Authors: Glenn S. Murphy, M.D. etal
10 2016, Vol.125, 611-614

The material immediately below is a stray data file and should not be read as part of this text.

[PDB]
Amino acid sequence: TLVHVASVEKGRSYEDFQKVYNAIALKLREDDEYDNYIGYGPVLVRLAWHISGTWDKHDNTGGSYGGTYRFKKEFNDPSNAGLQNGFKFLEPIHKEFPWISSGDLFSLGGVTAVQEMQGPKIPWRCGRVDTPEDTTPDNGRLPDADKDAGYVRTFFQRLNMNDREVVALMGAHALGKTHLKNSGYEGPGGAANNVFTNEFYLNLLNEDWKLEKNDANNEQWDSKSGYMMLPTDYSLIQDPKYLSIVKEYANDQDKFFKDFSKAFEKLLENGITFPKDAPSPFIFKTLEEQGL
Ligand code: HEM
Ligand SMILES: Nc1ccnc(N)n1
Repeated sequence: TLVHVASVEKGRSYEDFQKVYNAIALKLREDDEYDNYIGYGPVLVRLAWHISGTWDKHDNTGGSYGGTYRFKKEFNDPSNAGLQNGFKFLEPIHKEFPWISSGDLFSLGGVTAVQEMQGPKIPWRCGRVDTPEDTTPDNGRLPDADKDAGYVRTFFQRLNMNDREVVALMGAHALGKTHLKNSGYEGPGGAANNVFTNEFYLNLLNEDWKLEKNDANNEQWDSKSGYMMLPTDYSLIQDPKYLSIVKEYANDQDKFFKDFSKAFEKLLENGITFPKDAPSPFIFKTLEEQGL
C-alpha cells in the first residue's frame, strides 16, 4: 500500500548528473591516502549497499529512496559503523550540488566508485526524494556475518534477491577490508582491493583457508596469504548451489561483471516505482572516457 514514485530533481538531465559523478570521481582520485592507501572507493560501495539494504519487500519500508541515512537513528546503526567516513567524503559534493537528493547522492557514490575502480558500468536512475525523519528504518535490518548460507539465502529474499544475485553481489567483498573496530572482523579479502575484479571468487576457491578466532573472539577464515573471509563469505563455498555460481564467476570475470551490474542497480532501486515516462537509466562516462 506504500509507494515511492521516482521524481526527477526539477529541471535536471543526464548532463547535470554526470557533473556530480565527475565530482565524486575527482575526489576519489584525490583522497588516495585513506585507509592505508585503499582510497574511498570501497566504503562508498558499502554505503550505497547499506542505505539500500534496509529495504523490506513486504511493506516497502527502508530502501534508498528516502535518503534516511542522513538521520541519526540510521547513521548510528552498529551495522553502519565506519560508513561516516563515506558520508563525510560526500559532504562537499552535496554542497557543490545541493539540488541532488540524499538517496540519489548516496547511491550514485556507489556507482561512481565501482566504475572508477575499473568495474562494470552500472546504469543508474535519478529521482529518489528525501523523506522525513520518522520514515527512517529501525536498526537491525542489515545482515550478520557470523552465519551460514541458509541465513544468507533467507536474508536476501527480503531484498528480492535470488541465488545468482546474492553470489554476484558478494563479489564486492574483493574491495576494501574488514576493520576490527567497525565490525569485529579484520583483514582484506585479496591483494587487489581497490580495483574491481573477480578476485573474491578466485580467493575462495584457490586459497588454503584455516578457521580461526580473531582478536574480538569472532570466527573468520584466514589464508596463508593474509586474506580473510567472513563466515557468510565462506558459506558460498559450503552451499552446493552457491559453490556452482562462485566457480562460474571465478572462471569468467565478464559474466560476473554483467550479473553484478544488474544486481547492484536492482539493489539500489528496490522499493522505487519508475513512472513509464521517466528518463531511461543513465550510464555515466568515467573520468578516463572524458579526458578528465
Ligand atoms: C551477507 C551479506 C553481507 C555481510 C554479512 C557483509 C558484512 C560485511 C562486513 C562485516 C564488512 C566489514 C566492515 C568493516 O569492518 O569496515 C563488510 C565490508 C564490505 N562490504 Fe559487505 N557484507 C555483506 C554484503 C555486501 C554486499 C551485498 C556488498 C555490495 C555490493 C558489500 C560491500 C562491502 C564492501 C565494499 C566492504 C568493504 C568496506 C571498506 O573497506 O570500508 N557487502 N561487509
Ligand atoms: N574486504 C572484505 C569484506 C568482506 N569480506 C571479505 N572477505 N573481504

BY the late 1980s, it was well recognized that undetected postoperative residual neuromuscular block (PRNB) was a common occurrence in most postanesthesia care units (PACUs).1–4 However, an editorial in 1989 noted that there was little, if any, objective evidence to validate the hypothesis that PRNB was associated with long-term or even transient adverse respiratory outcomes.5 In the two and a half decades since the editorial by Miller5 was published, outcome data regarding this important patient safety issue have slowly accumulated, but the relevant database remains quite sparse. In this issue of Anesthesiology, Bulka et al.6 provide an important addition to the small list of studies that attempt to examine the long-term consequences of PRNB. They report two main findings: (1) the use of neuromuscular blocking agents (NMBAs) was associated with a higher absolute rate of postoperative pneumonia (POP) when compared to matched cases where patients did not receive relaxants and (2) failure to reverse NMBAs at the end of surgery was associated with a 2.25-fold increase in the incidence of POP. Why should these findings be less than surprising?